This intriguingly-animated film is the latest fantasy from Laika, makers of such journeys into the unusual as Coraline, ParaNorman, and The Boxtrolls. Kubo somewhat departs from their usual horror-infused storylines and into more of a traditional adventure story, drawing, it seems, from Asian mythology, about a boy, his monkey, and all the samurai warriors such a pair may encounter on their way through old Japan. The voice cast are certainly marquee names (Charlize Theron, Matthew McConaughey, Rooney Mara, and so on), and the trailers have been a strong showcase for the film's lush animation and unique story. Reviews are likely to be positive - really, can you see this with 19% on the TomatoMeter? - but, four or five animated $300 million grossers into 2016, I'm not sure there's a big children's audience left to attend this more unique and less robustly commercial entry, even if it will likely inspire a cult audience.

Opening weekend: $10 million / Total gross: $33 million

8. Nine Lives (August 5th)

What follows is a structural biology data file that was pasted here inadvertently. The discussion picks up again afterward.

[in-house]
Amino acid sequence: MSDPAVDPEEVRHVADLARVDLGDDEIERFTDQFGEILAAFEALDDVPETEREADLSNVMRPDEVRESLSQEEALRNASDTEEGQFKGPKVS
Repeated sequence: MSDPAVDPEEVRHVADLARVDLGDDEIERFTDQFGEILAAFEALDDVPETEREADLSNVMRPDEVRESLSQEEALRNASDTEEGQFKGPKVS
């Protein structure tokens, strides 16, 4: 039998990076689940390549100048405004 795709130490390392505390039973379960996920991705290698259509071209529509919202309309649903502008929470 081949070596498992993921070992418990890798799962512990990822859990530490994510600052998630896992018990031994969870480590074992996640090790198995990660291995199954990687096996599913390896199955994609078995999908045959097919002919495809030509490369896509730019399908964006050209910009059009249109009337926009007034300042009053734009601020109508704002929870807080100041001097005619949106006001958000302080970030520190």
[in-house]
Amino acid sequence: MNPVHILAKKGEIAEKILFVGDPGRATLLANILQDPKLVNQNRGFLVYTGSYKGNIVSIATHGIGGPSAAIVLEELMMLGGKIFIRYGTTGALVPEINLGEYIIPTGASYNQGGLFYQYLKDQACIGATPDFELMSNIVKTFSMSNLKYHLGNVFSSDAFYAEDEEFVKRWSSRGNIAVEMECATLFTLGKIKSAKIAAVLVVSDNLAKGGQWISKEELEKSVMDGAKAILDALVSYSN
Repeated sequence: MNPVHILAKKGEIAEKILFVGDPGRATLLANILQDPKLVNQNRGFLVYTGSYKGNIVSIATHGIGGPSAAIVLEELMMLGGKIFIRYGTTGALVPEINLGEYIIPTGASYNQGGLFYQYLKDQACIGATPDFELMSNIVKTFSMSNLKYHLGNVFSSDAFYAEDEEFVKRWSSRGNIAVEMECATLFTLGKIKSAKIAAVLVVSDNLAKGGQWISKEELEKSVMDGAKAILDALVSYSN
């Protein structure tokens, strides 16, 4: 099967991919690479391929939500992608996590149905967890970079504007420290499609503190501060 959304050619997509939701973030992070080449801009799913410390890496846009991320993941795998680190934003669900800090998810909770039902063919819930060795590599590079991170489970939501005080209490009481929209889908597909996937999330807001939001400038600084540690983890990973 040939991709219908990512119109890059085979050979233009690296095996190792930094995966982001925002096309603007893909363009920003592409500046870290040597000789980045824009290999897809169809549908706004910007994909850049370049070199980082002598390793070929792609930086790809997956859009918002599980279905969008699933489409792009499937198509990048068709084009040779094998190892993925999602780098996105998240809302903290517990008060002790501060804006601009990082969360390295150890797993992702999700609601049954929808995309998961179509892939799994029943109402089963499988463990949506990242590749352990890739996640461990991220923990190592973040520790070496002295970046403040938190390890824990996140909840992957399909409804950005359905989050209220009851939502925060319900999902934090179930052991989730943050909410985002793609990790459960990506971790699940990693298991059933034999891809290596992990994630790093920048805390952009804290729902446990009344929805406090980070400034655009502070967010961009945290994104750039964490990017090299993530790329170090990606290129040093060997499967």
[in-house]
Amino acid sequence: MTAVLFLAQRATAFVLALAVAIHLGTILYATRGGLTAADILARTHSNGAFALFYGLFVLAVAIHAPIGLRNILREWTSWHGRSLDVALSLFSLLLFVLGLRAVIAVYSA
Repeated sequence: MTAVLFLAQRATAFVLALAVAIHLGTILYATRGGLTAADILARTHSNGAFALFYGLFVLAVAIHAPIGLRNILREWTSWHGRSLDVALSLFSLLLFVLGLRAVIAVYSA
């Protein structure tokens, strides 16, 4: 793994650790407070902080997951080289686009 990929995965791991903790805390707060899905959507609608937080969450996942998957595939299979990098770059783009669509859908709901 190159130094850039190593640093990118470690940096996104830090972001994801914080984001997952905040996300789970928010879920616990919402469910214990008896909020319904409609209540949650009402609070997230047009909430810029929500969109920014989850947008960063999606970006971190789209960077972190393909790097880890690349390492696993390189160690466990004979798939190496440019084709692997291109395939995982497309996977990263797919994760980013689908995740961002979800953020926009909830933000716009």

This story, about an emotionally distant businessman learning much-needed and memorable life lessons after having been transformed into a cat, is a film that seems to belong in the 1990s. Then, it would have probably starred Tim Allen or Steve Martin, and would have likely been helmed by, well, Barry Sonnenfeld, who as it so happens has made the journey across the decades and directed this very film. I can not quite explain Kevin Spacey's presence in the lead role, except to say that he's an actor with deft and meticulous comic timing, perhaps pointed towards sneering at lesser mortals, which is an outlook that seems just right for a cat, now that I think about it, doesn't it? Jennifer Garner is the befuddled spouse, Robbie Amell is his son ("dad?"), and without even checking I can narrow down Christopher Walken as playing either a mystical sage helping resolve Spacey's vision quest, or a corporate rival he must confront even in feline form. Nine Lives' quest for box office success may have been seriously dented on the day the MPAA assigned Suicide Squad a PG-13 rating, which means that no bloodthirsty teenagers (that's a compliment) will have to buy a ticket to this film to get into that one.